As exams begin and papers are due for students, it may seem like summer is a distant memory. But not so long ago, these Mocs used their summers to get to work at internships and experiential learning projects.
Alexandra Adams, a communications major, graduated this summer after completing her final course – an internship at local television news station WDEF.
Each day at WDEF began with the morning meeting, where the day’s news stories were discussed.
“Then I would go with a reporter and photographer to the scene of a story and help them. I often did things myself, though, like editing,” said Adams.
Adams had completed a mini internship with WDEF as a sophomore and decided to return as a senior.
“The people there were just really great and good with interns. They want you to have a good time, but also to learn a lot” she said.
“This internship helped me learn what it takes to be a great reporter. People tend to think of reporting as a glamourous job, but reporters are sort of a one man band. They have to do a lot of hard work to tell a story that people can feel connected to,” said Adams.
Tyler Pino, graduate student in physical therapy, completed a summer internship with Life Care in Hixson, TN.
“We worked with a lot of patients that were more short term care, less than 100 days. They would be sent from the hospital after an illness or event had caused them to lose some strength or become deconditioned. Our job was to help them gain as much function as possible and either return home or to their families,” said Pino.
UTC’s Physical Therapy requires internships and Pino says that he’s glad they do.
“I think the internship is certainly beneficial. I wish it was even longer. There’s a lot to physical therapy that’s hands on learning,” said Pino. “We can only learn so much sitting in the classroom before we need to get our hands on patients and practice what we will be doing once we graduate.”
“The experience helped me solidify why it is I’m doing what I’m doing. Getting out there and doing it myself helped me realize that what I’m doing makes a difference and really matters to the people I’m helping,” continued Pino.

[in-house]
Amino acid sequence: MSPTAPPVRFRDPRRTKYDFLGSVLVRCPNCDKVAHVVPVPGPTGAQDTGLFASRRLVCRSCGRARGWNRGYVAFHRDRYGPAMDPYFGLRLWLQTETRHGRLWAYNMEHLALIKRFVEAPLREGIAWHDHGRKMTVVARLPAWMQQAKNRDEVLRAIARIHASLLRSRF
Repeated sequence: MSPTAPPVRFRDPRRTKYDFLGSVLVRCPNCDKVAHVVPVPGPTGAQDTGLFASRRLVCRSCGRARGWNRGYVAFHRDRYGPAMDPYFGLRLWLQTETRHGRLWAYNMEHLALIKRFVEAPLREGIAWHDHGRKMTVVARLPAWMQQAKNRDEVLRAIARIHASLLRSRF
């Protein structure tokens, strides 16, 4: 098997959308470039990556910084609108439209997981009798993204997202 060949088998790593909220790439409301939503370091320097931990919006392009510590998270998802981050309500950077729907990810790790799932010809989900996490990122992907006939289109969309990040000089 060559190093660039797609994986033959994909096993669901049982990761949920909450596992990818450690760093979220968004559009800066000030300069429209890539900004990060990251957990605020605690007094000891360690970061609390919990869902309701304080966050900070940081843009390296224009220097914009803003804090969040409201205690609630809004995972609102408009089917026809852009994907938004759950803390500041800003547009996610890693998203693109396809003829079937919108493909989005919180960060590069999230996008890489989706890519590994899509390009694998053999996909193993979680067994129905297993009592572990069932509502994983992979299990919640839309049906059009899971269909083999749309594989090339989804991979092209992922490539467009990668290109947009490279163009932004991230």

“It’s a chance to get a good long, solid period of time practicing what we’ve learned and prepare for being out there in the real world doing it ourselves,” he said.
James (Chuck) Hudson, a senior communications major, interned at WGOW 102.3, a local radio station. In particular, he worked on the SportTalk program, where he sat in on programs, helped produce the show, and co-hosted multiple programs.
“I learned a lot about how an actual radio show is produced. It wasn’t a classroom, it was a real program that goes out to listeners in the Chattanooga population,” said Hudson.
Hudson had a previous relationship with the voices behind SportTalk, which led to him calling to request that they take him on as an intern.
“They were very welcoming and I had a great time,” said Hudson. “They gave me a lot of on the job experience you don’t get in the classroom – how you handle different obstacles that may present themselves. We dealt with things like equipment failure or a guest who didn’t call in when they’re supposed to and you have to figure out how to fill that air time.”
When he graduates, Hudson, who was on the UTC Football staff for three years, is considering coaching at a local high school.
“I would say the internship gave me a chance to try something and see if I like it. Radio and broadcast has always interested me, which is why I went into this internship,” says Hudson. “I’m keeping the possibility of going into broadcasting in the back of my mind; it may be something I explore. I had kind of gotten away from wanting to go into broadcast, but this experience may have pulled me back because I enjoyed every minute of being there. It’s something to think about.”
Jeremy Bramblett, UTC Biological and Environmental Sciences Professor, led an experiential learning excursion as a part of the Principles of Biology II class. Students spent three hours in the Tennessee Aquarium working on an academic scavenger hunt.
“I believe that anytime students get out of the classroom and gain first-hand experience with the topics being discussed in class is valuable,” said Bramblett. “I clearly remember the many field trips that I took as an undergraduate biology/geology student at UTC and want my students to have similar experiences.”
Students were tasked with answering thirty questions relating to the signage and specimens on display at the aquarium. They were required to identify each illustrated specimen to phylum and answer questions about their ecology, evolution, and more.
“The students were able to see living examples of the animals and plants we learned about during the survey of life portion of the course. During lecture, the students saw pictures of animals and plants. During the lab, they primarily studied preserved specimens,” said Bramblett. “By visiting the Tennessee Aquarium and observing living animals and plants, the students can better appreciate these wonderful creatures. Many of the plant phyla and animal taxa we studied in class are on display. They saw various fishes swimming, turtles walking, butterflies flying, etc. It’s one thing to read about the bioluminescence of box jellies or look at pictures in a textbook, it’s more real when you actually see it with your own eyes.”
The class qualifies as a general education course and so the students ranged in year, from sophomore to senior, and major; students majored in biology, health and human performance, computer science, chemistry, and math.
This is the fourth version of the scavenger hunt experience that Bramblett has done. He has developed the program over five years, with input from Hill Craddock and Tim Gaudin.
“The aquarium is a wonderful resource and we are privileged to have access to all of the amazing creatures within minutes of campus,” he said.